When it comes to language, things are rarely “right” or “wrong”.
There are so many ways to express the same feeling or convey the same point, and everyone seems to have a preference.
In spontaneous conversation, this is rarely a problem. Differences in preference either go unnoticed, or are good for a laugh.
We’ve all poked fun at a friend from a different part of the country for a slightly different word choice or pronunciation, but even if you say “y’all” or “yous” instead of “you guys”, the meaning behind your statement is flawlessly conveyed.
These kinds of variances are fodder for laughter, rather than a real communication problem.
But when it comes to your translated content, deciding whose way of saying something is “right” can become much more serious.
Matching the Language to Your Brand Image
Your brand image is important to your business, and using “y’all” may not be in keeping with that image.
In fact, small linguistic choices like this may be damaging to your brand!
Maybe your clientele is high-end and requires a more formal tone. Or maybe the exact opposite is true, and you want to make your brand seem accessible and need a more relaxed attitude.
The tone you use to communicate with your customers is not the only important linguistic decision you make.
Using the correct vocabulary for your industry and for the context of the text is also important. No matter who your target audience is, the linguistic choices and the way you communicate with them is important – both in English, and in other languages.
You take great care in producing your content in English, and now you need to make sure your linguists pay the same attention when translating your content.
There are different tactics you can employ before, during, and after translation in order to ensure that you end up with the “right” translated content for your target audience.
Before Starting the Translation
Tactic 1 – Choose a professional, qualified linguist or language services company to assist you with your translation.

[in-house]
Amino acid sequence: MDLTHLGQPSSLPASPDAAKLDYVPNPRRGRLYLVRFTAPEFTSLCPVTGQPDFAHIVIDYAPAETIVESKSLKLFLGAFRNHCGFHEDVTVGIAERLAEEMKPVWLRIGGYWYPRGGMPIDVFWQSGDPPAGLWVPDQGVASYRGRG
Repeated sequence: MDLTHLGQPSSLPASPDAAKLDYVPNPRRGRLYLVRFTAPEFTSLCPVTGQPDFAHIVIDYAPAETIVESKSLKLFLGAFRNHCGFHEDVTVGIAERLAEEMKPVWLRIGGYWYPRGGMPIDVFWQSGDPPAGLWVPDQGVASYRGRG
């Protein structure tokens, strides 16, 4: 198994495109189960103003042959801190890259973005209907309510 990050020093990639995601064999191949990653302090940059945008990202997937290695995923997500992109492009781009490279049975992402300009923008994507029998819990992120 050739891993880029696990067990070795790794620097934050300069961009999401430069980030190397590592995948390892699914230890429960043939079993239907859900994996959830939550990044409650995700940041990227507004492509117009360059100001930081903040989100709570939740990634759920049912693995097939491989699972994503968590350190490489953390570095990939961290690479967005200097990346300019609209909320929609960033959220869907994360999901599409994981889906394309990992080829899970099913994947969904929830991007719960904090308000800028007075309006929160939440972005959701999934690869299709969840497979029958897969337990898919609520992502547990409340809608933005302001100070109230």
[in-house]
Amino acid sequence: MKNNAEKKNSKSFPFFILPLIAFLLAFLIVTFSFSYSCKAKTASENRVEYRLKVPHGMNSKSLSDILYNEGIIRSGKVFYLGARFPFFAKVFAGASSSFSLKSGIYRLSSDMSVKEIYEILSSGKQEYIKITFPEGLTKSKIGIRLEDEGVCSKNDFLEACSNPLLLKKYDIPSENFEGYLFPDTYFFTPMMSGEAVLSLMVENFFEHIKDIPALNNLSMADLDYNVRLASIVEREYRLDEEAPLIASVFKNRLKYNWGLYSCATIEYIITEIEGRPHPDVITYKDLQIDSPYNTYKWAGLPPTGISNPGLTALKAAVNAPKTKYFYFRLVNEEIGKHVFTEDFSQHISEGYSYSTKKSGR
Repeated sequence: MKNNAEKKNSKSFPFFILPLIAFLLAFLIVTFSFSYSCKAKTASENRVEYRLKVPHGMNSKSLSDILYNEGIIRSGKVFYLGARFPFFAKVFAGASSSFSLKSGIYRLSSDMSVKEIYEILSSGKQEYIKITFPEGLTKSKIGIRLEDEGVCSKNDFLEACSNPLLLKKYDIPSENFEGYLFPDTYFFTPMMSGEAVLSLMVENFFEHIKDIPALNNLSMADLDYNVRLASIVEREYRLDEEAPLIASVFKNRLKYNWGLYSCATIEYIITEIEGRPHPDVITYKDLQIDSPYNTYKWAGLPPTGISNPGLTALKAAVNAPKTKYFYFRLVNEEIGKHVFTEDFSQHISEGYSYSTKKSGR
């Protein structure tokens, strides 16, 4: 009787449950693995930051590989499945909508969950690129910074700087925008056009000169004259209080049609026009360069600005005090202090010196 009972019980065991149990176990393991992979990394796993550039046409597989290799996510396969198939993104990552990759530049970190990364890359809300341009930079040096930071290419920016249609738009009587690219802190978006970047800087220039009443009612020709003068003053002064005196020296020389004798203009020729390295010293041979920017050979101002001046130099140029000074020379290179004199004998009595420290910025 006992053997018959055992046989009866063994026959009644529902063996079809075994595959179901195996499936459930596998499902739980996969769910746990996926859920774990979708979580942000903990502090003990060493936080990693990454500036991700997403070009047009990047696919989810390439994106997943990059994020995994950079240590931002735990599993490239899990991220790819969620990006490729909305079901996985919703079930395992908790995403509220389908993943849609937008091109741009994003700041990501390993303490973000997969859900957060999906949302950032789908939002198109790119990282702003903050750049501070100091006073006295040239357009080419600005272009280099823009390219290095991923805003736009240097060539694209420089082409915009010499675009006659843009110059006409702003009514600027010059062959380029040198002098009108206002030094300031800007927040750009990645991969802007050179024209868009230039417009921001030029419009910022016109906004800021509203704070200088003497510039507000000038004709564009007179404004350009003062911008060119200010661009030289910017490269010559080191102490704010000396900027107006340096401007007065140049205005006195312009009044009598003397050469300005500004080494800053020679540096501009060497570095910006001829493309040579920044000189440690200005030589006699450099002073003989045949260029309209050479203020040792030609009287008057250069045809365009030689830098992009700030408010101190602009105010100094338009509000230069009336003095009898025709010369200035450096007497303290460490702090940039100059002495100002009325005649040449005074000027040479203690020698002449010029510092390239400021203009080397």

Tactic 2 – Work with a linguist or company that works with a Translation Memory (TM) program, so consistency can be maintained throughout current and future translation projects. And send any relevant existing TM files to the linguist/company so they can leverage the content you’ve previously created.
Tactic 3 – Inform the linguist/company what level of formality you need.
Tactic 4 – If you have terminology or abbreviations that are specific to your industry or to your current project, put together a glossary and provide it along with the content you’re having translated.
The glossary can either be a monolingual list providing definitions, or it can be a bilingual list indicating how you’d like specific words to be translated.
During the Translation
Tactic 5 – Make sure you are available to answer any questions that come up about your preferences. Professional translators will never guess about anything, and will always check with you if they are unsure of a definition, how to handle an abbreviation, or any other linguistic issue related to the project.
After the Translation
Tactic 6 – If you have the resources available, have a native speaker who works with you internally review the translation and make suggestions.
Tactic 7 – Don’t panic! Professional translators are used to receiving feedback, and they will be open-minded and review your suggestions fairly.
Tactic 8 – Be prepared for the linguist to disagree with some of the suggestions. If you have chosen a good translator/company, they will not be led astray from what they know to be correct.
But if you still prefer a different translation after they have voiced their opposition, continue the dialogue – even professional linguists are capable of misunderstanding the context and may need more clarification.
Translators and language service companies share your same goal – to successfully convey the meaning of the original source content in another language.
If all involved parties are open-minded and remember that there is always more than one way to say the same thing, an agreement on the “right” translation can always be reached.
Please feel free share your experiences with getting your ideal translation in the comments.
Photo Credit: Missy Martinez on Flickr